In the meantime, investors have plenty of evidence to review. All of the evidence points to slower credit expansion in the Australian economy. Businesses that profited the most from double-digit credit rates aren’t going to like the new world. And businesses that rely on credit expansion to increase earnings won’t much like it either.

What does that leave? It leaves businesses that are able to generate consistently high returns on capital without leverage. To do THAT you need to be in a business where demand is fairly reliable and where your cost of capital and of goods sold is stable. Hmm. Stay tuned.


Dan Denning
for Markets and Money

From the Archives…

How to Use Preference Shares to Become an Absolutist Investor
2012-04-27 – Nick Hubble

Why Politicians Can’t Solve Economic Problems
2012-04-26 – Bill Bonner

2012-04-25 – Greg Canavan

Investor Choices – Do You Have a Lifeboat or a Bottle of Brandy?
2012-04-24 – Tim Price

A Bankrupt Idea Whose Time Has Gone
2012-04-23 – Dan Denning

Dan Denning
Dan Denning examines the geopolitical and economic events that can affect your investments domestically. He raises the questions you need to answer, in order to survive financially in these turbulent times.

Leave a Reply

8 Comments on "Another Quick Fix For Credit Junkies"

Notify of
Sort by:   newest | oldest | most voted
Interesting read, however on the relative worth of the Aust$ it largely misses the point. The plain reality is the Aust$ is a global proxy for the value of the rocks we sell – Keep the rocks coming and the Aust$ will look Ok – Reduce the price of rocks, and the Aust$ will follow – And when the rocks are gone, as they will be in a few decades from now, then the Aust$ should settle to about the right price. “Say half”, given there’s not much left for the global currency boffins to tinker with. Proof lies in… Read more »
Yep we have to forget about the desirability of Austrianism/free market capitalism for sound, sustainable activity within a nation state economy. It’s a fine goal, I am just saying it’s absence does not and will not in the current time explain the trajectory of the Oz buck. Maybe in some years it may. The world for now is currently cooperatively printing money while central planners try to build their new world and in the meantime the AUD is a monster pile of commodities with just a handful of people and a cattle dog on patrol. Carry inflows will continue. Apart… Read more »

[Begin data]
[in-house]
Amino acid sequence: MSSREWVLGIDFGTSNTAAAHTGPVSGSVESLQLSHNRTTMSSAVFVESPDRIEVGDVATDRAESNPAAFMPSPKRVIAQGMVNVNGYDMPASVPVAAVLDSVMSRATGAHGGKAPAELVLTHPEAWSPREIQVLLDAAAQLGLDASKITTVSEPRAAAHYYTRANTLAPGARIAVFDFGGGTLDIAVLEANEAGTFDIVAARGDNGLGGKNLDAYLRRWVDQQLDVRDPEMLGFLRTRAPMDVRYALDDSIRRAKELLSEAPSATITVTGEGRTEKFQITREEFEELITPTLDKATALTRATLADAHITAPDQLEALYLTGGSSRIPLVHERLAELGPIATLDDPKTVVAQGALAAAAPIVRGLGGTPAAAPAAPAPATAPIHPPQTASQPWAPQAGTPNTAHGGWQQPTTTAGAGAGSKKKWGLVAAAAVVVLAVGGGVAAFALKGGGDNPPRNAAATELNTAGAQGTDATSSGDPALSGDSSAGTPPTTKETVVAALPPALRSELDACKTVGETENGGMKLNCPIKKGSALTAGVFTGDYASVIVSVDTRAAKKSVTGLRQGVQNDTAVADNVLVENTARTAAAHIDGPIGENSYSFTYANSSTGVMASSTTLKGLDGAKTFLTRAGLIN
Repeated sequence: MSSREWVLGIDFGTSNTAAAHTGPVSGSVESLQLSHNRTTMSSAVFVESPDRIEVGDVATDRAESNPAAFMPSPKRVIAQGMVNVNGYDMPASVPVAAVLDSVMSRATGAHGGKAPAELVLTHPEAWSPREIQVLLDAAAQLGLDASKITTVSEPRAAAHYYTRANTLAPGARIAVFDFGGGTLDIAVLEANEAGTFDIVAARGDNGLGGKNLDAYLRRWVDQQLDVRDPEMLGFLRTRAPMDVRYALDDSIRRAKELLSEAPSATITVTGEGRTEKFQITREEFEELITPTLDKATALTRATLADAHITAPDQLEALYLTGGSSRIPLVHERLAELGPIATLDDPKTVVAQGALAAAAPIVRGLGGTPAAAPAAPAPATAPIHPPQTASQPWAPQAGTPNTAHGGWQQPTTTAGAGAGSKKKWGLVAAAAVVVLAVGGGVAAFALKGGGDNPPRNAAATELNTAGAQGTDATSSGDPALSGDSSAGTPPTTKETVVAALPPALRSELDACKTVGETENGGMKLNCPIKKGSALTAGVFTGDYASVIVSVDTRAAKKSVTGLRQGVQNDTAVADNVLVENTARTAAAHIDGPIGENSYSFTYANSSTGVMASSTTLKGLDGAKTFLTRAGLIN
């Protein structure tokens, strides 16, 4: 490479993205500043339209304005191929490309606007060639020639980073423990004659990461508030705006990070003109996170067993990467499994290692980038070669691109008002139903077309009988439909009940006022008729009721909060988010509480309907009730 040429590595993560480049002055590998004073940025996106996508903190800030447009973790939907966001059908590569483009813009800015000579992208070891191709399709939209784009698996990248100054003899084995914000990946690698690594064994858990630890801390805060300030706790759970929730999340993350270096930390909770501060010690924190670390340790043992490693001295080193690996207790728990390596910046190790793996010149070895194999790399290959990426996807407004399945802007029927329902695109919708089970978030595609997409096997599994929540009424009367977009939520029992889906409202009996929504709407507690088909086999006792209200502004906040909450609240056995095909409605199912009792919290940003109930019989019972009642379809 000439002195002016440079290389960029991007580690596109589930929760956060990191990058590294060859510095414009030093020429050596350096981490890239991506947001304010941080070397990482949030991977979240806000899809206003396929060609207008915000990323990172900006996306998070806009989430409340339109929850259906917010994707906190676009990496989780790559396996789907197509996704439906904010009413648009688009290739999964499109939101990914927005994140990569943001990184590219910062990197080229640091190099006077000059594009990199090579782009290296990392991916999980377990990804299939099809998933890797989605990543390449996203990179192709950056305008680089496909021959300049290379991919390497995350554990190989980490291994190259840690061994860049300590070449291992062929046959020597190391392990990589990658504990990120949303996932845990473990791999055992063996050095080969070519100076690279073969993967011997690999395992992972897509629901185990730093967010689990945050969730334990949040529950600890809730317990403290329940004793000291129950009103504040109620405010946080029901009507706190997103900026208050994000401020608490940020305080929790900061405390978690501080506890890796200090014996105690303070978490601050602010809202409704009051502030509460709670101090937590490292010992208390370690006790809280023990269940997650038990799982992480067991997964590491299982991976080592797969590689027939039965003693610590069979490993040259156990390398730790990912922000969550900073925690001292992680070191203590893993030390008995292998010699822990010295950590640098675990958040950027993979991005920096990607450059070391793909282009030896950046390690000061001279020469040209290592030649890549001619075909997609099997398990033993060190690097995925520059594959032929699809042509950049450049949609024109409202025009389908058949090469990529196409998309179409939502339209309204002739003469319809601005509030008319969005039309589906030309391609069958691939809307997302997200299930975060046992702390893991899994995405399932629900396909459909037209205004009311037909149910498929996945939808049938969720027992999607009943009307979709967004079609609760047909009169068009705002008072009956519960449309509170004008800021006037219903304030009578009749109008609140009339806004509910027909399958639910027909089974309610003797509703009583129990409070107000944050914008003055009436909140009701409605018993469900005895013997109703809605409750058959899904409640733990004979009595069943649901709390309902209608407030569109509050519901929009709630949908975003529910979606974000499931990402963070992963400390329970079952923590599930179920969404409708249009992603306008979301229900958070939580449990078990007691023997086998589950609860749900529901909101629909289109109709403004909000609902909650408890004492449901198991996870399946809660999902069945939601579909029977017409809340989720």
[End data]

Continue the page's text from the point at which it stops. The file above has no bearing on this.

Referring to a Dow rally above. The compressed consolidation range on the asx200 reflects the weight of AUD strength/incoming carry as i see it.


I’d like to live and shop where the ABS lives and shops, It’s clearly not Aus, some sort of cost-of-living Utopia.
The claim that the RBA, or the “independant RBA” as Gillard and Swannie have re-badged it, acts independantly of government is nonsense. The RBA’s decisions on interest rates are driven by the ABS’s rubbery figures.


“” Though the RBA can make the currency look less attractive with a rate cut. So on the one hand we might have a stimulus for the parochial money go round, yet on the other the money boffins who stare at the $XAD won’t be as happy. “”

As suspected, the Aust$ fell by more than 1% on the news of a rate cut

Chris in IT
“As suspected, the Aust$ fell by more than 1% on the news of a rate cut” I know it’s not linear, but consider the fact that the foreignly owned and operated RBA only have the ability to drop rates(increments of 0,5%) on their AUD 9 times for a total of 9% AUD drop, I would say the AUD has quite a lot of speculative carry bloat. I have overall stated from observing carry unwind events suspected that the AUD is priced around double it’s historical trade worth. The recent sale of dirt to China over the past decade which itself… Read more »
Chris in IT

Lachlan , I’m also interested in your reasoning on the 1.25 value. I tried nutting out all the pro\con factors one day about a year ago. For every factor that should give rise to an increase there was an equal factor that would naturally limit that move.

My view is that the AUD can only rise as long as it doesn’t break business so badly that the carry traders themselves feel the need to reduce risk. PLus, as the rate crops the profitability of the carry itself reduces, and risk of loss of capital increases.

Chris in IT
As business drops, Aussies get themselves all unemployed, and high quality ‘safe as houses’ assets become impaired. IR drops, used to prop up the bank balance sheets (via currency unit PP reduction) achieve that, while keeping ‘prices’ stablish against devalued debt loads(providing wages rise!). That effect however, drops the capital value of carry trades, and make the carry returns themvelves (via LIBOR differentials) less attractive. Personally, I can not see it breaking out to a higher high, without the AUD being used as a temporary safe haven in a US (not EUR) based crisis. Maybe no QE4 post twist? Even… Read more »
Letters will be edited for clarity, punctuation, spelling and length. Abusive or off-topic comments will not be posted. We will not post all comments.
If you would prefer to email the editor, you can do so by sending an email to